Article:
Senior Living Concept in India Undergoing “Sea Change”

In recent years, the concept of a senior living residence has changed to fit the needs of a growing population. In India, this is no exception, as the senior population is projected to reach monumental numbers in the coming decade. 

By 2025, India’s senior population is expected to reach 173 million adults over the age of 60 compared to the 76 million today, according to an article from The Indian Express

While there are currently about 30 senior living projects in the country thus far, several more are in the pipeline to adhere to these demographic shifts. Existing data show that most of these projects are in the proposal stage—5-6 in Bangalore, 3 in Chennai, 3 in Goa and various single projects in other cities, writes the article.


Currently, the estimated demand for senior housing in India, according to the article, is approximately 3 “lakh,” which translates to 300,000 units. 

Units vary in size from 500-square-foot studio apartments to 2,500-square-foot in triple occupancy residences and villas.

Since not everyone in the country shares the same economic means, there are multiple financial models for which to pay for India’s senior living services.


Units in retirement projects are sold outright to adults over age 50 to 55 on a rate per square-foot basis. The entire housing complex is professionally maintained with services offered on a monthly payment basis, the article notes. While a son or daughter younger than 50-years-old can buy this unit for their family member, only a senior citizen is permitted to live in the community.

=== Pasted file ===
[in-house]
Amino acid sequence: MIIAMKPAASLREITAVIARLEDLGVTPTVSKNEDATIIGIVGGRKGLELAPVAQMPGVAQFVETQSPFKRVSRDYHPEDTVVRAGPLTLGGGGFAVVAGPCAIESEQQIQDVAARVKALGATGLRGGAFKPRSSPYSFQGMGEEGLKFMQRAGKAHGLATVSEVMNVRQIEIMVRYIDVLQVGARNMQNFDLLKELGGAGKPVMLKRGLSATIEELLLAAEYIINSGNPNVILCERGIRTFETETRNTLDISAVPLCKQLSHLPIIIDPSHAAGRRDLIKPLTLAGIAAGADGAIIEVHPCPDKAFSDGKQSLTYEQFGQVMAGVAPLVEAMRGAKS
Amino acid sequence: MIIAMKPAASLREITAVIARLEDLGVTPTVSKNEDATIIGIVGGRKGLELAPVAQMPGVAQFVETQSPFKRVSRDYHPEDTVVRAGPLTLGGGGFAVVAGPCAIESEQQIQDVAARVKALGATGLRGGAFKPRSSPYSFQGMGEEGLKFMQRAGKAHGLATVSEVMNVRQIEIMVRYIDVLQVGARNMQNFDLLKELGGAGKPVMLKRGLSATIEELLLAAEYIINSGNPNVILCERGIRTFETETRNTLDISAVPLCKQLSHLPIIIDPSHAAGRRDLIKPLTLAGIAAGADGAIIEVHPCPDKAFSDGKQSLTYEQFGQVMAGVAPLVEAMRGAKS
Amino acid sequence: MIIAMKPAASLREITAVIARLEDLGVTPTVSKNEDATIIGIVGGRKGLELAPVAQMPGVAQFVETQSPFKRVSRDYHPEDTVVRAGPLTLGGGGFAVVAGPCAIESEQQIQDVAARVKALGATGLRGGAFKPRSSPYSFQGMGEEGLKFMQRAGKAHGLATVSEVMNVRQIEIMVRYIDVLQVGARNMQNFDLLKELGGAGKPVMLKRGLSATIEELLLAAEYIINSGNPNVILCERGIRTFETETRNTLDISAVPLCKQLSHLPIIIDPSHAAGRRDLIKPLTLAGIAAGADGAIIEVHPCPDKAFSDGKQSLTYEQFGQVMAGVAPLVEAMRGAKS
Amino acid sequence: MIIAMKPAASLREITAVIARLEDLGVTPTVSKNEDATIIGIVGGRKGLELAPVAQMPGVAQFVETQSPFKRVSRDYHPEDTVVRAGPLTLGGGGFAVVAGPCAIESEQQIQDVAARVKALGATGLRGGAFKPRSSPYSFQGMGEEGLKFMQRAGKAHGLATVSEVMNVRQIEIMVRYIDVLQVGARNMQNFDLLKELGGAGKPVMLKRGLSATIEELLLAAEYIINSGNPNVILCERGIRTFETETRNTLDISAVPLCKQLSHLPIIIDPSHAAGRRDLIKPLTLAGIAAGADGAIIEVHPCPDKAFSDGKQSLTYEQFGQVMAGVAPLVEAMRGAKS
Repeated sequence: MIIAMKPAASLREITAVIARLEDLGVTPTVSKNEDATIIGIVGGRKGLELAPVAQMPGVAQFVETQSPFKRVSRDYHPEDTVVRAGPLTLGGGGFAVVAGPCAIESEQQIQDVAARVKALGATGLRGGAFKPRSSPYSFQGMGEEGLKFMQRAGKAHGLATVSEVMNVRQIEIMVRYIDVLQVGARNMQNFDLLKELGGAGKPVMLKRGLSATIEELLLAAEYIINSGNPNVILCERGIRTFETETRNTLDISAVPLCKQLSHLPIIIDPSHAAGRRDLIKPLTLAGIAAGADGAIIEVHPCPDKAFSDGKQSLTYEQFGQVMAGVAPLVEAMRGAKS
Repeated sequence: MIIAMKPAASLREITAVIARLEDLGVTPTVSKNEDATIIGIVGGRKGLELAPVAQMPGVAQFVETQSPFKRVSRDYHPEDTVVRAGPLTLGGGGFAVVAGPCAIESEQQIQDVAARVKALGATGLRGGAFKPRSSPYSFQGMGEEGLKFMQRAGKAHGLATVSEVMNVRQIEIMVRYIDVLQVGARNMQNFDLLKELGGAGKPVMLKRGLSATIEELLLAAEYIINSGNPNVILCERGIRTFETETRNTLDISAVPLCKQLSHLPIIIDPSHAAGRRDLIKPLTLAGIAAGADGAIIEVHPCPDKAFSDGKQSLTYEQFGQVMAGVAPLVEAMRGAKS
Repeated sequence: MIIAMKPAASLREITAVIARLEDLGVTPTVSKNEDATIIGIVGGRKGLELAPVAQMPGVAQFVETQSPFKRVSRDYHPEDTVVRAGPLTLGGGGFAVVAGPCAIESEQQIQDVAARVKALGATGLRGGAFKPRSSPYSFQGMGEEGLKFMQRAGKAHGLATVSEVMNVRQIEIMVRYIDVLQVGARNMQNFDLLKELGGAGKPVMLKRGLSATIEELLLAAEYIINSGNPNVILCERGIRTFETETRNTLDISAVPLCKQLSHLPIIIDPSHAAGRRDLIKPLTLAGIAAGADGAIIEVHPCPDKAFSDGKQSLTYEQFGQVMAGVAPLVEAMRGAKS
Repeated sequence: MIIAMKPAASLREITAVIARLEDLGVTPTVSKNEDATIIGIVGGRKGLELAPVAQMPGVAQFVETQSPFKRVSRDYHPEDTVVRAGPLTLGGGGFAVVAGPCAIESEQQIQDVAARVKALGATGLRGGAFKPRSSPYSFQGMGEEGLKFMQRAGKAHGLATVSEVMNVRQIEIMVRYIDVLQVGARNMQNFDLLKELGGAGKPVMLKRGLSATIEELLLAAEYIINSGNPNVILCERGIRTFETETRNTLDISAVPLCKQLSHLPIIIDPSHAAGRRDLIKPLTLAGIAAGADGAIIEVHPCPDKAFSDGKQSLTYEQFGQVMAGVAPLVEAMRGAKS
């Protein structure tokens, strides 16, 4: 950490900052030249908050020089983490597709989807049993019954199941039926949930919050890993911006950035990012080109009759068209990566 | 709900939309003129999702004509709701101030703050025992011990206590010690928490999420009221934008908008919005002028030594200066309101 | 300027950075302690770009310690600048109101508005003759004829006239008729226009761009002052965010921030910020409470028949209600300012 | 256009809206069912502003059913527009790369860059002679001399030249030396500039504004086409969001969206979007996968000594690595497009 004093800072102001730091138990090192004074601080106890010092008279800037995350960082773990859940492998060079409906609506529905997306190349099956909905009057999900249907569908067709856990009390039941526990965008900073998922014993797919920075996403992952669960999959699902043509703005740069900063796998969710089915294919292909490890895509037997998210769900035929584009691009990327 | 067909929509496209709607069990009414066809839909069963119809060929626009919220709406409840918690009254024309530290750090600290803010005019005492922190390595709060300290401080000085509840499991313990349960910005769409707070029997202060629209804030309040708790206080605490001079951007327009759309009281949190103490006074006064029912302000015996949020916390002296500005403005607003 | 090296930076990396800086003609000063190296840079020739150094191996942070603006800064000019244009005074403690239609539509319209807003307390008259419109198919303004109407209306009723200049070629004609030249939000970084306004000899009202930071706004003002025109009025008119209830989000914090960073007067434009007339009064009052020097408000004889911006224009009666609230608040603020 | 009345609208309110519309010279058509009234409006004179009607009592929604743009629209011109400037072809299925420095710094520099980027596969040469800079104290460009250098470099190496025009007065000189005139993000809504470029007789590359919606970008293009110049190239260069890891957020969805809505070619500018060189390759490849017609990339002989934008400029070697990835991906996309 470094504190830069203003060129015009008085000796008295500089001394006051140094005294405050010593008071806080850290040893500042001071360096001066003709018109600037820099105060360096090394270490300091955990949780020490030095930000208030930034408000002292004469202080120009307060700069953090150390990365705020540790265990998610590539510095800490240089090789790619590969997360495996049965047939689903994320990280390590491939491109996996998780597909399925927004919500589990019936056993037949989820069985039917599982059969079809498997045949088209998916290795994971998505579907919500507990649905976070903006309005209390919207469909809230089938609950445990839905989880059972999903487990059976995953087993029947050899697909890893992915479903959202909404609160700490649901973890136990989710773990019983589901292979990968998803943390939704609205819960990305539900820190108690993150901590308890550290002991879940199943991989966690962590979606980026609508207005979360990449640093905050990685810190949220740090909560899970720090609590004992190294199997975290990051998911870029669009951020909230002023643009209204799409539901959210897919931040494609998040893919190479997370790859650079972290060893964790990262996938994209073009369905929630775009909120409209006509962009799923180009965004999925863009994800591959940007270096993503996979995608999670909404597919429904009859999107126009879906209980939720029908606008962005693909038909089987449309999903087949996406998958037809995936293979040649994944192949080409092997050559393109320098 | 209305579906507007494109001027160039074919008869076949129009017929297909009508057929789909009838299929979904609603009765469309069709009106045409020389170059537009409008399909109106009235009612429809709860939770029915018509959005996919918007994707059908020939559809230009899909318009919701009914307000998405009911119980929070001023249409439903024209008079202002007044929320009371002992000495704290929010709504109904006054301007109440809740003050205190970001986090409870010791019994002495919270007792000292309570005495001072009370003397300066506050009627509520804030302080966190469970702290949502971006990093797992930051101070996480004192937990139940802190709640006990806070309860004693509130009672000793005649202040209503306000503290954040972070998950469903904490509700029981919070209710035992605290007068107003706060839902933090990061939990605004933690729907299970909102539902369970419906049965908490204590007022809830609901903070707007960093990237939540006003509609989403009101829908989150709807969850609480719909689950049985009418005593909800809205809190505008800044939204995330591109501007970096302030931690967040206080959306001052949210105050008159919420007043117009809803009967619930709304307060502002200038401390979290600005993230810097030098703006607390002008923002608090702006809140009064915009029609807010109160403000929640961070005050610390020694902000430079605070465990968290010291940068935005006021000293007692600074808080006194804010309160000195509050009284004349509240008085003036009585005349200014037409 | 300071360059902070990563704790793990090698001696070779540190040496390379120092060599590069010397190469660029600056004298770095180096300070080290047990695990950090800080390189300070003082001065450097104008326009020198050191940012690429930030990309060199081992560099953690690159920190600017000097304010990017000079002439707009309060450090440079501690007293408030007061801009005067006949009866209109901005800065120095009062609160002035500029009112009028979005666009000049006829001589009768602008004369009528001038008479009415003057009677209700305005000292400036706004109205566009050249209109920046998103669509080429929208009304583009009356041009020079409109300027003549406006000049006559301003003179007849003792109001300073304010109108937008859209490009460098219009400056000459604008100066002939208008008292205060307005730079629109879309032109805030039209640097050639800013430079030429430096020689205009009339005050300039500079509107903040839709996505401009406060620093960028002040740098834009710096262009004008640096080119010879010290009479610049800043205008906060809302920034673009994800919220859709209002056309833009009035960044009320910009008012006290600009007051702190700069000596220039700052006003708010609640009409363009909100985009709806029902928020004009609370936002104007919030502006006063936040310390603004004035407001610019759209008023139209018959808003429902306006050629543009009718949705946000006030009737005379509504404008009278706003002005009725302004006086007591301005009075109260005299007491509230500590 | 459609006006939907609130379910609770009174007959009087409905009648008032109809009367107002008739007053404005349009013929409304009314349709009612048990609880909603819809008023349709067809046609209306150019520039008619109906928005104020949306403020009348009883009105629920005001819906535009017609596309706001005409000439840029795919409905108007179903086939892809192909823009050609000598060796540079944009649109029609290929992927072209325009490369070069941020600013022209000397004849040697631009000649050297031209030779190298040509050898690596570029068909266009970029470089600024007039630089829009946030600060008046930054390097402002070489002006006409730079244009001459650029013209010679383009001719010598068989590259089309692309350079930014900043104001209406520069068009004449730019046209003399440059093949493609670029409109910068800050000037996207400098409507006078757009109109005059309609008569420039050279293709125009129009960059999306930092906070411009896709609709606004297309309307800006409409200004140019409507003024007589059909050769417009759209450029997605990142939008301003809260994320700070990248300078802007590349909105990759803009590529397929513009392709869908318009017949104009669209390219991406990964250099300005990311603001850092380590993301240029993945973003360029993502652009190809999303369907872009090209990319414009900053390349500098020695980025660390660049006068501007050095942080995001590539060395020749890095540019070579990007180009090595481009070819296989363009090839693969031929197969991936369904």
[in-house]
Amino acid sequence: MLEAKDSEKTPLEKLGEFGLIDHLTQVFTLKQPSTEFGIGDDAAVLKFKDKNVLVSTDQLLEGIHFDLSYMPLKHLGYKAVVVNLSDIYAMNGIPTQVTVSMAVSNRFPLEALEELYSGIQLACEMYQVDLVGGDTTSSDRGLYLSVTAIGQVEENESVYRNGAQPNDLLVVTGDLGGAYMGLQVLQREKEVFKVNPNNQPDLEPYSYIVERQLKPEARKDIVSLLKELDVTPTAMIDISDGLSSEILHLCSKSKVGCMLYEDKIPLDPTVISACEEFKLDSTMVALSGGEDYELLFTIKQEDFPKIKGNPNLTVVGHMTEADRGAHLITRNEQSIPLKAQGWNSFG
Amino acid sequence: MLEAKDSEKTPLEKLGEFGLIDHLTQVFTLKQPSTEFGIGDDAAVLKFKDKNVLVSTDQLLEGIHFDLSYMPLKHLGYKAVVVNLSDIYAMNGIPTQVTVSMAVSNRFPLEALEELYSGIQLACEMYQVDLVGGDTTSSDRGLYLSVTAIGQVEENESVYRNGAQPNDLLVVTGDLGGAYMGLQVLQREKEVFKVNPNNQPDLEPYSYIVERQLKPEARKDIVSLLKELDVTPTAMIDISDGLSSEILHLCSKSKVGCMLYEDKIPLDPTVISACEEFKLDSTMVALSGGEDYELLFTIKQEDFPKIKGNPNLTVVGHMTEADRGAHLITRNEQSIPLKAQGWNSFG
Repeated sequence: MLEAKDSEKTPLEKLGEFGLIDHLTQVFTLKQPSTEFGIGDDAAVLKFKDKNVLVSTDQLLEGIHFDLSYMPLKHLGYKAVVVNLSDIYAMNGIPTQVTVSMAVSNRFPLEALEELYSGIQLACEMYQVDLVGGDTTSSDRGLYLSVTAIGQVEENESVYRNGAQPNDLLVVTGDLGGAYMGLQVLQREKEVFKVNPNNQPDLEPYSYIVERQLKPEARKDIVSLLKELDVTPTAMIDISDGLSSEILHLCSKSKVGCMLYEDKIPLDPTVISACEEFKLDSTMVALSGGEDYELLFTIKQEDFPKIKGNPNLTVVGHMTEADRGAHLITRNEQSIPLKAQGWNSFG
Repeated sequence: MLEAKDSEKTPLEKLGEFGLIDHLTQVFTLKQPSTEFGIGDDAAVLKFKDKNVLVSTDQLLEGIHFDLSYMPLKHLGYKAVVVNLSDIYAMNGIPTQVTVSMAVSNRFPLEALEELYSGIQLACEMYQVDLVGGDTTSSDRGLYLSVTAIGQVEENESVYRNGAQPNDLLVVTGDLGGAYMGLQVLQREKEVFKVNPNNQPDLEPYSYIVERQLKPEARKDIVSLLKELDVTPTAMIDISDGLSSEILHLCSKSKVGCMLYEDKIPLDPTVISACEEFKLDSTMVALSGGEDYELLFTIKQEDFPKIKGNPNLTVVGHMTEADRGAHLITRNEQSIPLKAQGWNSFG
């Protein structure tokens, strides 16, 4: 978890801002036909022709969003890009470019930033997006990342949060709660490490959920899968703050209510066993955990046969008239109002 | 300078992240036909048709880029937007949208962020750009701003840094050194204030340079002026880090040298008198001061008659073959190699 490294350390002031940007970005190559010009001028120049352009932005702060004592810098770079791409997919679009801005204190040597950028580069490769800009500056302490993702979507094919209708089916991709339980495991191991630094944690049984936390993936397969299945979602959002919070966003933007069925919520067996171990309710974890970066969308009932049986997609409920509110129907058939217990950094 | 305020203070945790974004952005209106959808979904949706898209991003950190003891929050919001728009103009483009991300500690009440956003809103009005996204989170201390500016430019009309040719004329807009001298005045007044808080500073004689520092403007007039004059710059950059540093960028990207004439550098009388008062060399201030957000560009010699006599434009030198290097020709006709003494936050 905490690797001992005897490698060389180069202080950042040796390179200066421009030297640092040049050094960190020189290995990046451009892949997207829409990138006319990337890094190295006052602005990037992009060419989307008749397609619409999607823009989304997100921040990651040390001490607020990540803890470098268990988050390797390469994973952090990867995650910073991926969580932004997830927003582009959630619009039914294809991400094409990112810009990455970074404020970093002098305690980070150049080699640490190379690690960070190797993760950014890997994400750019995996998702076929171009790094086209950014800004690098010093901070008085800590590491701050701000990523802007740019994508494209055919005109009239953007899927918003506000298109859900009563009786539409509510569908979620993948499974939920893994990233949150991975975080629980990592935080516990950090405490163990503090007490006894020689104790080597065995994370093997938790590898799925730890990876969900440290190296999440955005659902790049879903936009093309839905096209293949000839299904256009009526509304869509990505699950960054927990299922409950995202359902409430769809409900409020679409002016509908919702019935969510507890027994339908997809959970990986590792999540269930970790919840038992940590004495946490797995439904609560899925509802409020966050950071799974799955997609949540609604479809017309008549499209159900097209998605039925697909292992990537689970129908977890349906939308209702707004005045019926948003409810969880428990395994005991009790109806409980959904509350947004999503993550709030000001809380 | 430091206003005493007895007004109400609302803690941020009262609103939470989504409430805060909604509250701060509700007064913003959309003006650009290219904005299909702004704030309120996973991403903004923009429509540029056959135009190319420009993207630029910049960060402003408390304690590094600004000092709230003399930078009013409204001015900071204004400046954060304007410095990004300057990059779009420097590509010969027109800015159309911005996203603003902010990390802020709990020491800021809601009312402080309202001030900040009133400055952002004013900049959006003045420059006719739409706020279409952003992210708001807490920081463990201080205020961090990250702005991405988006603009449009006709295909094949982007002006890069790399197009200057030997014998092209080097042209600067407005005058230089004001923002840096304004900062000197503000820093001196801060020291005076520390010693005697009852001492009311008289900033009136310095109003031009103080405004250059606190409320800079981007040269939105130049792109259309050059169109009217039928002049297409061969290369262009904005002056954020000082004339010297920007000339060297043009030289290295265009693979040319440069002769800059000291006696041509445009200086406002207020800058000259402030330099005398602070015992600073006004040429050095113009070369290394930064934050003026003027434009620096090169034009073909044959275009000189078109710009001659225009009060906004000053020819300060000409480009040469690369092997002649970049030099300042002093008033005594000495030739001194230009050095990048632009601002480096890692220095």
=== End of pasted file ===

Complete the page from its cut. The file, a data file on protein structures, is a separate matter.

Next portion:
There are also deposit/pay-back models, where an up-front deposit is charged to the size of the residence, which is usually 60-70% of the sale value of the unit.

These charges are levied at actuals on food, electricity, water, and other utilities, and are paid back to heirs with some deductions on administration and cancellation charges in the event of death or cancellation.

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For a lifetime lease, a small deposit is charged on handing the unit to a resident, where a recurring monthly rent is charged for the duration of the stay. These charges would include rent, electricity and water, with the rest of the facilities (food, healthcare, security and social engagements) paid on actuals. 

A benefit to this payment method, the article notes, is that no property tax has to be paid by the unit holder.

Monthly financial “outFLOWs” depend on the type of services offered by the service provider, and is calculated on a per square-foot basis, and can range from Rs 3,000 ($55.29) to Rs 20,000 ($368.58) per person per month.

Of the services provided, food captures the largest share of monthly payments, according to the article, at 25-30%. Housekeeping is next, accounting for 20%, healthcare/wellness amounting to 20-25%, and social engagement consuming 10% of monthly payment.

While the cost structure of developing a senior living project is similar to that of residential projects, the difference is in unit layout and architectural design, which are tailored to the needs of an aging population.

Since senior living projects are age-restricted, the occupancy and internal rate of return on such projects are lower compared to residential projects, Indian Express writes.

Read The Indian Express article.

Written by Jason Oliva